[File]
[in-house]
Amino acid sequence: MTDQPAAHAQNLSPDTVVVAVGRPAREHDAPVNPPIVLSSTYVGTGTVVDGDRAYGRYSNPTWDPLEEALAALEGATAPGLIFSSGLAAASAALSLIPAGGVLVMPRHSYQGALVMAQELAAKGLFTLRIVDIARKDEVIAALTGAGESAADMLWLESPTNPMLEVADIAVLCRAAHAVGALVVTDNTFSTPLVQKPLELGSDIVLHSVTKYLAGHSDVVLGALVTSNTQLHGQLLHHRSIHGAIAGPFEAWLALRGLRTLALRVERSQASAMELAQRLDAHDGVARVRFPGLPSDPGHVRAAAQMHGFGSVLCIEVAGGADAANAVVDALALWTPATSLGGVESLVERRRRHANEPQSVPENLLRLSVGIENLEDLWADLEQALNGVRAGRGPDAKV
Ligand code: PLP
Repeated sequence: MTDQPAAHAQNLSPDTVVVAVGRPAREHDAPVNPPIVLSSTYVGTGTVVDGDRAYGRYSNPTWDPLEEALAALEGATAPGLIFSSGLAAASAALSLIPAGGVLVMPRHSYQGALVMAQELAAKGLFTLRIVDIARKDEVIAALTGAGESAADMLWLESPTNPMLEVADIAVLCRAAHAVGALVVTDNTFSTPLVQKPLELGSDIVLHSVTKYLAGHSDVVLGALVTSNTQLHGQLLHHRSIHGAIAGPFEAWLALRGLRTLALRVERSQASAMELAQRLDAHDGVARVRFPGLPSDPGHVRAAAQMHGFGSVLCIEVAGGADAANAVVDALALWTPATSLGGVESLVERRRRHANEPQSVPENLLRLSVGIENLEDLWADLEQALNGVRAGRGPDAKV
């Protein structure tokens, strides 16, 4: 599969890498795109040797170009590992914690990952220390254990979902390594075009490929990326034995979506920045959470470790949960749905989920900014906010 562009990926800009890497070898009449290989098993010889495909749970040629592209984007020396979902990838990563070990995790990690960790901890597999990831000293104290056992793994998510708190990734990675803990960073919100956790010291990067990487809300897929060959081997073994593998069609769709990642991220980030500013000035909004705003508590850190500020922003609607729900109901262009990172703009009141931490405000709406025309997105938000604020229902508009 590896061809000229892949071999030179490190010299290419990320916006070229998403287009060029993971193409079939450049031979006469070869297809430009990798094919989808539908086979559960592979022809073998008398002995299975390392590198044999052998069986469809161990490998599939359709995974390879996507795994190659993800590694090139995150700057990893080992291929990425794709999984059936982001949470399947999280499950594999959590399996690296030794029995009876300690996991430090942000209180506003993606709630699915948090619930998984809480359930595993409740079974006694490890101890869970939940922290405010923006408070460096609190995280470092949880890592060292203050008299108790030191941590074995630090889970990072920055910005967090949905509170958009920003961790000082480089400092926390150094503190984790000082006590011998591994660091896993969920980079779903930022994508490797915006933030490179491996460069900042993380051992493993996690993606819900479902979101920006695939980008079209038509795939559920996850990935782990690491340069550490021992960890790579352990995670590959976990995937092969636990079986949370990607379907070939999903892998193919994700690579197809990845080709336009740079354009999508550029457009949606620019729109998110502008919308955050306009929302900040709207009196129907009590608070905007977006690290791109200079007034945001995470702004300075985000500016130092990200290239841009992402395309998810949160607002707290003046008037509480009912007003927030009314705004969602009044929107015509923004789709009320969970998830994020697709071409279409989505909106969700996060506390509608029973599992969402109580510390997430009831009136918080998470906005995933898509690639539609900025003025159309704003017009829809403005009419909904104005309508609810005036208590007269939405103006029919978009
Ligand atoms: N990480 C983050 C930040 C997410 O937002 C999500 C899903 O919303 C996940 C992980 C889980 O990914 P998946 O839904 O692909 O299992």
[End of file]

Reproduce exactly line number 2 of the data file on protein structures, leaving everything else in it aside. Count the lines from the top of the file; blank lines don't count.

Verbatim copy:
Amino acid sequence: MTDQPAAHAQNLSPDTVVVAVGRPAREHDAPVNPPIVLSSTYVGTGTVVDGDRAYGRYSNPTWDPLEEALAALEGATAPGLIFSSGLAAASAALSLIPAGGVLVMPRHSYQGALVMAQELAAKGLFTLRIVDIARKDEVIAALTGAGESAADMLWLESPTNPMLEVADIAVLCRAAHAVGALVVTDNTFSTPLVQKPLELGSDIVLHSVTKYLAGHSDVVLGALVTSNTQLHGQLLHHRSIHGAIAGPFEAWLALRGLRTLALRVERSQASAMELAQRLDAHDGVARVRFPGLPSDPGHVRAAAQMHGFGSVLCIEVAGGADAANAVVDALALWTPATSLGGVESLVERRRRHANEPQSVPENLLRLSVGIENLEDLWADLEQALNGVRAGRGPDAKV